Investment Thesis

Designer Brands (NYSE:DBI) has very few competitors to DSW when it comes to having a shoe-centered store that encompasses all types of footwear specifically formal and casual, with less emphasis on athletics. There are lots of sneaker centered stores such as Foot Locker (NYSE:FL) and Finish Line, but DSW has a monopoly on other types of footwear. Therefore, the inherent problem is not that DSW is unable to compete in today’s market, but whether or not these styles of shoes are still relevant? They appeal to different consumers, and while workplace fashion is in jeopardy, there is still a consumer for the DSW product.

Athleisure

DSW could use some expansion into athletic wear, but they mainly benefit from not being another speaker emporium. The more DSW gets immersed into the sneaker game, the more competition they face at a severe disadvantage as DSW is not known for sneakers. People go to DSW to look at a variety of other types of shoes, and while office footwear is in peril, people still like to wear heels and other types of shoes. One aspect DSW could stand to expand more into is men’s and kid’s footwear, but overall, the models they sell are very much relevant. Not everybody needs to be a Nike (NYSE:NKE) or an adidas (OTCQX:ADDYY), but what DSW could use is a rebrand. They need to remind people why DSW is such a good place to shop, online or in-store.

Valuation

At the current share price of $5.44, and assuming the P/E ratio stays at around 5, the stock is pricing in $1.088 in EPS. Over the last five years, DSW has averaged about $0.98 in EPS. Excluding 2018, the year of the Camuto Group acquisition, where EPS was a loss of $0.26 average EPS was $1.29. Therefore, DSW has the potential to reach its target EPS. At this point, it is up to DSW to remain front of mind for consumers; retail spending for the rest of the year is likely in jeopardy, especially during this holiday season. Good news; DSW’s debt to EBITDA ratio at -0.896 is an incredible advantage in today’s environment.

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ChartData by YCharts

DSW U.S. online sales were up by 27%, and DSW Canada was up 154%. The U.S. digital sales in comparison to competitors’ astronomical growth look a little bit sluggish, but they are promising. DSW was having some relatively strong revenue growth rates pre-pandemic, indicating consumer interest in the brand is far from dead. It wasn’t insane growth, but they were averaging some high single-digit increases, and they benefited from the additional revenue brought on by Camuto, but in the last 10 years, annual growth rates have never been negative. That says something about the company and a dedicated consumer base. Comparable revenue growth rates need to improve, as you should not only be seeing sales improve dramatically based on acquisitions. Comp sales are generally down YoY, making improvement necessary. However, the core structure is there. DSW’s 52-week high is $19.08, and the 52-week low is $2.60, so the stock has gone up since the low. Moreover, the ceiling for gains is pretty high. DSW is not a growth stock, and they have no intention of being a growth stock, but what they do bring to the table is consistency in an era defined by chaos.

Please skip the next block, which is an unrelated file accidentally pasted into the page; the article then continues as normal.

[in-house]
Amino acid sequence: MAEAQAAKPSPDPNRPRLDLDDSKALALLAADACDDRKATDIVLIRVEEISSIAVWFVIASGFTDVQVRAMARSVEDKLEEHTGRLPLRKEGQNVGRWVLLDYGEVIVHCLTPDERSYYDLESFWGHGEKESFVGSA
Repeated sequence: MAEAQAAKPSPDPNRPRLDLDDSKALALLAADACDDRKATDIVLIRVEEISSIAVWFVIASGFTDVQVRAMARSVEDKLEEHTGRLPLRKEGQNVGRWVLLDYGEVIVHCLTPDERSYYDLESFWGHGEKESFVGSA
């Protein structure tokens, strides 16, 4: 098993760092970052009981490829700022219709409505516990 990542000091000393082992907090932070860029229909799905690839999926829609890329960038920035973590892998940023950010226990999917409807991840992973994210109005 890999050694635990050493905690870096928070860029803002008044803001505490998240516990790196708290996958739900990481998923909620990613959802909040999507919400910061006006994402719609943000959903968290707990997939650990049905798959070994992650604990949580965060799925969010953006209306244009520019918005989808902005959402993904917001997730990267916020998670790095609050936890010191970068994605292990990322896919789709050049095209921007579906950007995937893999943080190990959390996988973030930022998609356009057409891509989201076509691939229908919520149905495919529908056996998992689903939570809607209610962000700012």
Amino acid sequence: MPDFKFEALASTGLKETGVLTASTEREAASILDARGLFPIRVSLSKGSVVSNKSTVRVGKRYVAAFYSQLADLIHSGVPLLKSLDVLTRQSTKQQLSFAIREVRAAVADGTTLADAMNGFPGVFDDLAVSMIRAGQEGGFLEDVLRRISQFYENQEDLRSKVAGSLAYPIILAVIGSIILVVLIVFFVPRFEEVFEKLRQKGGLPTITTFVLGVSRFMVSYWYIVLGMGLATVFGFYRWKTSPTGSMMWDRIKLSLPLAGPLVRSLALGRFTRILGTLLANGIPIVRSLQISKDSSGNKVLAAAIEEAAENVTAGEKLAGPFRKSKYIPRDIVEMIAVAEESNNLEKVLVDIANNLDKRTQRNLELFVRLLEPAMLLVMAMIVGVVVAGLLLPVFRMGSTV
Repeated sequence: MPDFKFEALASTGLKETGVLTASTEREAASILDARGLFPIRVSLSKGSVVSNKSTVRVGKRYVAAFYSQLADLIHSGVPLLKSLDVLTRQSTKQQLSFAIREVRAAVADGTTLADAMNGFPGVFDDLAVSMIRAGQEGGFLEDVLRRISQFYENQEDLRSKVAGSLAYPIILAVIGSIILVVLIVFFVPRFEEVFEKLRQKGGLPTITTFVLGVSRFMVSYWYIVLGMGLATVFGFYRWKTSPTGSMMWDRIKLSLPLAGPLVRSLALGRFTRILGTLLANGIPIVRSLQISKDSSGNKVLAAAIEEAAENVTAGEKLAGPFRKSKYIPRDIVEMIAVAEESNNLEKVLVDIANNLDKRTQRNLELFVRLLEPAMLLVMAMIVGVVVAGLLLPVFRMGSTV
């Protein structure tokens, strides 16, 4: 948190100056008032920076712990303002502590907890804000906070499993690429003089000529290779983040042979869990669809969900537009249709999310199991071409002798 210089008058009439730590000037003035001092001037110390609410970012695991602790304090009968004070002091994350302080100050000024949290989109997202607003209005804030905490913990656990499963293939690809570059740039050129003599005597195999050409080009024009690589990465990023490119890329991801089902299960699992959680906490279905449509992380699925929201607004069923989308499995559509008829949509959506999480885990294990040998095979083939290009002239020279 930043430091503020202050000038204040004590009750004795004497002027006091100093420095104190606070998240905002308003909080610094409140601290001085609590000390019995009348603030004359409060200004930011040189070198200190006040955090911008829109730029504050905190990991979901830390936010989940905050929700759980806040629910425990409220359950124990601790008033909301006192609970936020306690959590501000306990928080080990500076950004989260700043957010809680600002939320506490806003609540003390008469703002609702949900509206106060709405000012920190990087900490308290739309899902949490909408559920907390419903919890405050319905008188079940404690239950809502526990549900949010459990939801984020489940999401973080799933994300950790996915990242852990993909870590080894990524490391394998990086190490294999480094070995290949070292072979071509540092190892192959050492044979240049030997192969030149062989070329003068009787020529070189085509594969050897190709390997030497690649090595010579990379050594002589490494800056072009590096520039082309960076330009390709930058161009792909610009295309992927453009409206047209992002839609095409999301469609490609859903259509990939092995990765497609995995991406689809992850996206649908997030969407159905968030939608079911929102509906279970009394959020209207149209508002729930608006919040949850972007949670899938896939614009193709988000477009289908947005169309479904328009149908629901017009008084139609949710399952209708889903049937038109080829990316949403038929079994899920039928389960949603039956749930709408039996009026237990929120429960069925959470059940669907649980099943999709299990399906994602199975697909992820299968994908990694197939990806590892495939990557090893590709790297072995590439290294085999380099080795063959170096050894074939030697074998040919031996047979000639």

ChartData by YCharts

Vince Camuto Acquisition

Management has acknowledged that the acquisition of Camuto Group was a bad call on multiple fronts as they were expecting workplace attire to continue growing, disappointingly with the introduction of COVID-19 and more at-home workplaces, that has all been thrust into chaos. It was also a surprising deal as workplace attire was leaning more and more casual in recent years, and many began opting for sneakers instead of dress shoes. Additionally, Camuto is not bringing anything new to the formal shoe market as many of the designs they perpetrate are broadly marketed with lower costs.

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(Source: dsw.com)

(Source: dsw.com)

They also don’t have the notoriety of high-end shoe brands such as Christian Louboutin or Manolo Blahnik. The price isn’t the issue here since companies like LVMH (OTCPK:LVMHF) are turning out good sales. The problem is that, for the price point, consumers aren’t getting the value they believe they can get elsewhere. Brand value is not everything but, the style needs to match the price and make consumers feel they are getting something new with Camuto.

Conclusion

DSW is not an easy stock to love. They have been a sleepy company over the past few years, and growth rates are far from exciting. They made a mistake with the Vince Camuto acquisition and not expanding more into the men’s market and more expansion into kids and athleisure and all the problems that have accumulated over the last few years. However, there are very few companies like DSW that have the scope and a monopoly for formal and casual footwear warehouses. DSW has a steady consumer base, and while things aren’t looking the best right now, they still bring a lot of value to the consumer and are incredibly relevant. In terms of pricing, $5.44 could be too expensive, therefore postponing your buy on the stock may be best until it gets even lower. It especially could take a hit from lower holiday earnings. This stock is a very underrated pick, and if it can get back around the $2 range, it could be well worth the money.

Disclosure: I/we have no positions in any stocks mentioned, and no plans to initiate any positions within the next 72 hours. I wrote this article myself, and it expresses my own opinions. I am not receiving compensation for it (other than from Seeking Alpha). I have no business relationship with any company whose stock is mentioned in this article.

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